What fun to get all that feedback yesterday on the skirts. THANK YOU so much. It's definitely given me a lot to think about. It's true that I feel much better in clothing that is closer to the body and it would seem that's because I actually look better in clothing that is closer to the body. Good to know. Must have something to do with all those curves and flowing around them instead of jumping curve to curve and creating more bulk. LOL - I think.
Some projects seem to come together quickly and others take forever. I'm working on the M6286 blouse. It has a cap sleeve with a raglan configuration, an unusual center front panel, a wide lapel collar, and a split opening at center front which really means it has a lot going on.
I had to re-cut the sleeve because I'd traced the dart at the shoulder incorrectly and didn't have enough fabric to shape it properly. After reading the reviews, I decided an FBA was really important, did one, started sewing, decided I'd done it in the wrong place, unpicked the pieces, re-drafted the FBA, re-cut and re-stitched the pieces and have now decided an FBA was most likely not even needed. This is the really slow version of slow sewing.
I asked Howard if he thought I'd lost some weight and he said a bit. Just a bit? In the last few weeks, I've lost almost ten pounds which is strange. Why so suddenly with not much effort but - that aside - it's always interesting to me how I proportion weight and how I lose and gain it. Typically my weight goes on my hips first and my bust last but comes off my bust first and my hips last however, unlike the typical ten pounds per size, I have to gain or lose twenty pounds to change sizes... except my bust... and I think that's what's happened here.
I think all of those pounds have come off my bust line. The measuring tape is telling me that a FBA was most likely not needed. I'll finish this top, see what I think, and decide if I'm sewing the pattern again. If so, I want to take a careful look at the darts in the back. They come right up to the underarm level and create a puffy back. I'd want to change that. Unless it looks horrible on, I think I will sew it again. The pattern comes together nicely and it seems to be quite flattering.
I watched a few more episodes of the Craftsy course Fast Track Fitting and had to quit. It was starting to frustrate me especially when a key measurement like the center back length was not even taken. The how-to is very vague. The adjustment demonstrations are not based on real measurements. With some of her advice, there was a high potential for creating other issues such as with the armhole. The adjustment for the shoulder to bust point length was made not below the armhole but through the armhole which increases the length of the armhole and would then cause adjustments to the sleeve and potential disproportion between the front and back armhole. Just because you have a low bust does not mean you have a huge armhole.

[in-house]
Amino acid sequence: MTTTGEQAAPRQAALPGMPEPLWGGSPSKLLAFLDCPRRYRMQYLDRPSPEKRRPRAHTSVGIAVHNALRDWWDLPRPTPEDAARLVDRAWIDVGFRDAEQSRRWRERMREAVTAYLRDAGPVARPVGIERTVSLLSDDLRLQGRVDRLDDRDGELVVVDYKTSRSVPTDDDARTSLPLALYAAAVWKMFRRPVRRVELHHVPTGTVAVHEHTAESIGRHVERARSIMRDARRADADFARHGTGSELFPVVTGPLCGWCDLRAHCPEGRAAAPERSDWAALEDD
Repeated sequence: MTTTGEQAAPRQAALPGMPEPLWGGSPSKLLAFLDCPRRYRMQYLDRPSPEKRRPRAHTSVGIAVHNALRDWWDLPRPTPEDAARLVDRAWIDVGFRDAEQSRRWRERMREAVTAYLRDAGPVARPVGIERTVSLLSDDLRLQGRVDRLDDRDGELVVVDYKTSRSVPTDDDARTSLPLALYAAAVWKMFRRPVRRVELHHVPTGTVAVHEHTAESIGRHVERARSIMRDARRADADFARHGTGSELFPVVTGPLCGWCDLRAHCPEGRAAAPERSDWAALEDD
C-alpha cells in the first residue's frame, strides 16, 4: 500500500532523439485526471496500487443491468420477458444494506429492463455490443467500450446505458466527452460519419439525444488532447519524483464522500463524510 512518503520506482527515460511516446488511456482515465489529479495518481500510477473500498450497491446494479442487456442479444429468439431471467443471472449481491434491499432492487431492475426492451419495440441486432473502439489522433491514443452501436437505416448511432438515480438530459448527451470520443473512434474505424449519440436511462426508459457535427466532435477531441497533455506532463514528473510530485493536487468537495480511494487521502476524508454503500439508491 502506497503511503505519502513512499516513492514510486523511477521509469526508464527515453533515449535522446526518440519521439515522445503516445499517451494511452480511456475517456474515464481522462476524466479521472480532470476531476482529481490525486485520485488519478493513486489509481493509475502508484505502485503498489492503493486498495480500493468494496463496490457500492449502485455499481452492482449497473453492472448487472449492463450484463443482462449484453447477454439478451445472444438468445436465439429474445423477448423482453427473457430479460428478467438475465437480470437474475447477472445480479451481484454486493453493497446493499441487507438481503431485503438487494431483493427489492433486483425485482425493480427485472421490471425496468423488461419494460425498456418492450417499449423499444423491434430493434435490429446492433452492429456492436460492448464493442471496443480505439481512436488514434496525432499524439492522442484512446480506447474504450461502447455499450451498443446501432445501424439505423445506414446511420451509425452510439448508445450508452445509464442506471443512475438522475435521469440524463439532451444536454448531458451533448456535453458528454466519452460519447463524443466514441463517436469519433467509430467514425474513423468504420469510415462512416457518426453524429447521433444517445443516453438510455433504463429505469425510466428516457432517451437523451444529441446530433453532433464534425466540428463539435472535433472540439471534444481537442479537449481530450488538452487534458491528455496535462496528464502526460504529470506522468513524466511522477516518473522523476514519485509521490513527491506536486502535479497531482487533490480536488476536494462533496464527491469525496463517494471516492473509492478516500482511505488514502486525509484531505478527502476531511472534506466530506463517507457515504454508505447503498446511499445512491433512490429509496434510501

Although there are plenty of "this is the best course ever" type comments, I wouldn't recommend it, especially not for a beginner who doesn't already have an understanding of pattern alteration. The reason I mention the course is that I have a lot of learning and experience with altering patterns and my success levels have been steadily increasing. I may not like a style on me but it's increasingly rare for a garment not to fit. That wasn't true at one point.
I highly recommend Lynda Maynard's book Demystifying Fit and her method of altering patterns based on a fitting shell. It is SO worth the work and has made such a positive impact on my sewing. It's not an easy book to read with its case studies but the information - pure gold - and combined with a fitting shell - almost like winning the lottery.
With the M6286 style of blouse, I wasn't sure how to use my usual altering methods because some of the reference points were substantially different. I made my best choices and now I'm making what is essentially a muslin. It may not fit me in the bust but it will fit me everywhere else and it will fit someone else. Good enough. It's been good learning to think the alterations through from a new perspective and - at the same time - reinforces how valuable all the learning I've done has been and how important my fitting shell has become to my sewing.
Talk soon - Myrna
Grateful - feedback